|On Bastille Day (from a Bernie Kreger photo)|
|Tom is one of the Kroks singing here.|
We stayed in touch after college, even sang together in another Boston-area choir for a while. Regardless of where we were and what was going on, we always talked about music--from our pasts, in our presents.
|Cambridge Rindge & Latin School|
The transformation of our friendship was complete a few years later--again, thanks to Tom's efforts. Because one of my professional roles was to support teacher colleagues, I had gotten into the work habit of listening a lot to others and saying little about myself. Over time, however, this professional habit had made its way into my personal life. It wasn't that I said nothing personal; it was more that I pared down what I could have said, tied up its loose ends rather than exposed them, and often got myself out of the conversational way as quickly as I could.
|Tom and Scott in Annapolis|
What a gift. And therefore what a loss.
That's why all those songs the Kroks and the Collegium Musicum sang about dead or soon-to-be-dead young men have been playing in my mind since last Tuesday: the traditional "Danny Boy," "Momma, Look Sharp" from 1776, William Billings' "David's Lamentation"---and, most of all, "Anthony O'Daly," the second of Samuel Barber's Reincarnations. I'm not sure if it's the wordless wails or the the last three lines of its text*** that most make "Anthony O'Daly" the invisible musical badge I'm wearing this week: " . . . , after you/ There is nothing to do,/ "There is nothing but grief." But I keep hearing it in my mind's ear.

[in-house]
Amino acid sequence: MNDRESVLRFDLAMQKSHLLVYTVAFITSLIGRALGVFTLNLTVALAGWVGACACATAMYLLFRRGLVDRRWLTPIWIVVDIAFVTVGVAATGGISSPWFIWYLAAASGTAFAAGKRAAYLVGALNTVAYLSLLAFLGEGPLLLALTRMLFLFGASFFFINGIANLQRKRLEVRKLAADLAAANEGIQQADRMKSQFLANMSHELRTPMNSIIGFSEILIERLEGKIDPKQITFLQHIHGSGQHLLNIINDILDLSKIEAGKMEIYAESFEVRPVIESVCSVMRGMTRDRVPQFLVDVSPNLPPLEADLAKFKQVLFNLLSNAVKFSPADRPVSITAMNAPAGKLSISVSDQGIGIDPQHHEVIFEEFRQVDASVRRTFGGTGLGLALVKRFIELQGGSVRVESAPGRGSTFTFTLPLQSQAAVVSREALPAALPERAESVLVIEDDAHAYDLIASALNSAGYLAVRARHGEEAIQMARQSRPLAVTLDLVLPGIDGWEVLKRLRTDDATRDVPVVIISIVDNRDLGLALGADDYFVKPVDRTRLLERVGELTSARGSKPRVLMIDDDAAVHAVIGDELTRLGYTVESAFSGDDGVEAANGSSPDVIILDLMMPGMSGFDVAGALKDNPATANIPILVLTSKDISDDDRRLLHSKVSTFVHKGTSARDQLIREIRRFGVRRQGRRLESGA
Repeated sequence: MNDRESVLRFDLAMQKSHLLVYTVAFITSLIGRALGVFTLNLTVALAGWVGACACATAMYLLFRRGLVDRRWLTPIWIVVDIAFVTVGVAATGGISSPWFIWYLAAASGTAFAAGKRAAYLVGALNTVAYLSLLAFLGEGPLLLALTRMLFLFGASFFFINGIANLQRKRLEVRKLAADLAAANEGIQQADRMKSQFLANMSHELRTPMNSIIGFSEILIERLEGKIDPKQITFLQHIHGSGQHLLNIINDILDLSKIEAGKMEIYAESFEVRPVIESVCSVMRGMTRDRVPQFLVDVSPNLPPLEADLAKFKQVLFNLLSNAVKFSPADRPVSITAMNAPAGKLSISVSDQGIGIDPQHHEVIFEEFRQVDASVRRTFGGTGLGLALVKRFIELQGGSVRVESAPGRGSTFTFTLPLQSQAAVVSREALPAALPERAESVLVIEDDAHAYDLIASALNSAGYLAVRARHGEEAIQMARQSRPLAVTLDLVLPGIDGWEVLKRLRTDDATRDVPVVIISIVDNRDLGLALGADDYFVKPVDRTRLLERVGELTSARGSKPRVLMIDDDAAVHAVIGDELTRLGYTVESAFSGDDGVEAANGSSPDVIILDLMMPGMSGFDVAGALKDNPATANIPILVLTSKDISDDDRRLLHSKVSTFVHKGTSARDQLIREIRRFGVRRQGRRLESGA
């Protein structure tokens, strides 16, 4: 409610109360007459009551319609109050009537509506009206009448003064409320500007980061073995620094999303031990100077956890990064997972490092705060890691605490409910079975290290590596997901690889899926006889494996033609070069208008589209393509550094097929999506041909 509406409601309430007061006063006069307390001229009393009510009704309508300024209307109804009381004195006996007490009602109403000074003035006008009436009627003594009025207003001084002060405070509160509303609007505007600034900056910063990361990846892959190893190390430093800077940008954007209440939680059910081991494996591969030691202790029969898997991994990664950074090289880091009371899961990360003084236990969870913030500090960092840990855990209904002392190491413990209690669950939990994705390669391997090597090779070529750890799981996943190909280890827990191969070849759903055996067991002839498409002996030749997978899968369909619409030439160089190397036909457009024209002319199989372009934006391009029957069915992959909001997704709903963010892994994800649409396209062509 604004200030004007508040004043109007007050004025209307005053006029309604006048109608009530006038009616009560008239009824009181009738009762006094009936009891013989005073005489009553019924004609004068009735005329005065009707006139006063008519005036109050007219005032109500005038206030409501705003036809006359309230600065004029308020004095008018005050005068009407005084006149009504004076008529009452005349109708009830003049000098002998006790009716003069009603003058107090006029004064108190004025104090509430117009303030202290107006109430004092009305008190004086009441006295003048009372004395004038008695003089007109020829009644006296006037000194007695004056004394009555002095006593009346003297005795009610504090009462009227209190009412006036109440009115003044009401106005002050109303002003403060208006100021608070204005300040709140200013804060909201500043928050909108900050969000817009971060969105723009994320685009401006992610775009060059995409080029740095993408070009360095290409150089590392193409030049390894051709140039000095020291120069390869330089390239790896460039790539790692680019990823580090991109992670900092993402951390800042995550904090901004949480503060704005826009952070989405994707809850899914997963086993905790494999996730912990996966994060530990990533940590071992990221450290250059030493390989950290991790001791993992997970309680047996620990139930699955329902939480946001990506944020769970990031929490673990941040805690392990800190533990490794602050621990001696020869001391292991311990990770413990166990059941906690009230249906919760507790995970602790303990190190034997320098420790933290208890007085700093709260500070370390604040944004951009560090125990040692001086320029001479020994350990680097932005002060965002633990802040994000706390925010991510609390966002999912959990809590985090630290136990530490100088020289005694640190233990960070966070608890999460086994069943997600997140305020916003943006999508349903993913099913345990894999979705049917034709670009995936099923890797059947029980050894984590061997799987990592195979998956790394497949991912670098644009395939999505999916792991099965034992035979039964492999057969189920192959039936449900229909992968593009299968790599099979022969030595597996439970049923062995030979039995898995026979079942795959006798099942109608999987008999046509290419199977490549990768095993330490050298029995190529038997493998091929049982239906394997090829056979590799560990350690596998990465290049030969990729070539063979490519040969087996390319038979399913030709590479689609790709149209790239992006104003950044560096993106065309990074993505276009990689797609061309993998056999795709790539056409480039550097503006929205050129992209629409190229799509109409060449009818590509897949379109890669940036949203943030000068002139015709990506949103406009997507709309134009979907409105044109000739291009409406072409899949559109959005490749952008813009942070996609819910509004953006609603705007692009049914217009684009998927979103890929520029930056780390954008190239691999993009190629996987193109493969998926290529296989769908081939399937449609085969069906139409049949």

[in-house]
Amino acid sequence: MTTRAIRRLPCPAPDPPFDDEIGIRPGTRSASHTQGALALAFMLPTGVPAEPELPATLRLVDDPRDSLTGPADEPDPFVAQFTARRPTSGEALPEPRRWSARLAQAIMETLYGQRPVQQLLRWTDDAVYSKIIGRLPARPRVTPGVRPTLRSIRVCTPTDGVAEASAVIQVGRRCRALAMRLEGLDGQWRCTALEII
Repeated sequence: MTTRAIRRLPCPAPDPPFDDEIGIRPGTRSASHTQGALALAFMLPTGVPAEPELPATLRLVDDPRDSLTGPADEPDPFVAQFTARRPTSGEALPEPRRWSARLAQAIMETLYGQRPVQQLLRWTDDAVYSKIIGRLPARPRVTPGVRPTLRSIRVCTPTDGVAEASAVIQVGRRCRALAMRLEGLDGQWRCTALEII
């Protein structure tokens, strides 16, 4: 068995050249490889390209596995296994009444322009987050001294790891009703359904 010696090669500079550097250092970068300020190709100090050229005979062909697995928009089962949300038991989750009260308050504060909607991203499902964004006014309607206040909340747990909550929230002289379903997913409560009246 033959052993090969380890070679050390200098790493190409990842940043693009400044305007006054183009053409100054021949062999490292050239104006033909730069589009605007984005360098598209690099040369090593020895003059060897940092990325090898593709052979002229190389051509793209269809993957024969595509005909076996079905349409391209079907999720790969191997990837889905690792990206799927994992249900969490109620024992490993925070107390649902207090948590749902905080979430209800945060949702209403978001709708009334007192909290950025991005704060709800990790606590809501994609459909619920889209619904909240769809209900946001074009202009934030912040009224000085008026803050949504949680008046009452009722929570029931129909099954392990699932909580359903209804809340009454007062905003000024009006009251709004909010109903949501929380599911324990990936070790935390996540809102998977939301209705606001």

Two days ago, when I began writing this blog, I'd imagined ending it right here with "Reader, 'There is nothing but grief.'" But then came yesterday, and another transformation, this one through song.
|The Boston Synagogue|
A short time later, the rabbi mentioned that the Sabbath we were marking was known as "Shabbat Shirah," or "Sabbath [of] song" שבת שירה because the triumphant song the children of Israel sang after their successful flight out of slavery and Egypt was included in the day's Torah portion. Since the children of Israel almost immediately began complaining about their plights as non-slaves in the wilderness--"'If only we had died by the hand of LORD in the land of Egypt, . . .! For you have brought us out into this wilderness to starve . . . !'" (Exodus 16:3)--the rabbi wanted us to consider when songs express faith that already exists, and when they help move people toward the faith they don't yet have.
|By Scott Ketcham*****|
Imagining him in that "field of light and love" back then had made me feel I was actually doing something for Tom. Imagining him there now reminds me that he's moved beyond the clutches of illness and disease into a place of peace and love. I don't like his being gone from my life, from our lives, from this good, beautiful world any better; I probably never will. But at least now, "Anthony O'Daly" is alternating with "Goin' Up Yonder."****** It's a start.
* I can't remember the actual name of this great course taught by J.B Jackson about the American visual environment.
** Tom was a History and Literature concentrator writing about Thomas Wolfe--I think specifically about You Can't Go Home Again, but I'm not sure.
*** The text of "Anthony O'Daly" is a James Stephens poem by the same name.
**** I actually mentioned this in a blog post I wrote some years back in which I talked some about Tom, though not by name: http://soalready.blogspot.com/2016/05/kim-phuc-in-perspective-reflection-6-on.html
****** Neither the Kroks nor the Collegium ever sang this song, but Chaka Khan did at Aretha Franklin's funeral.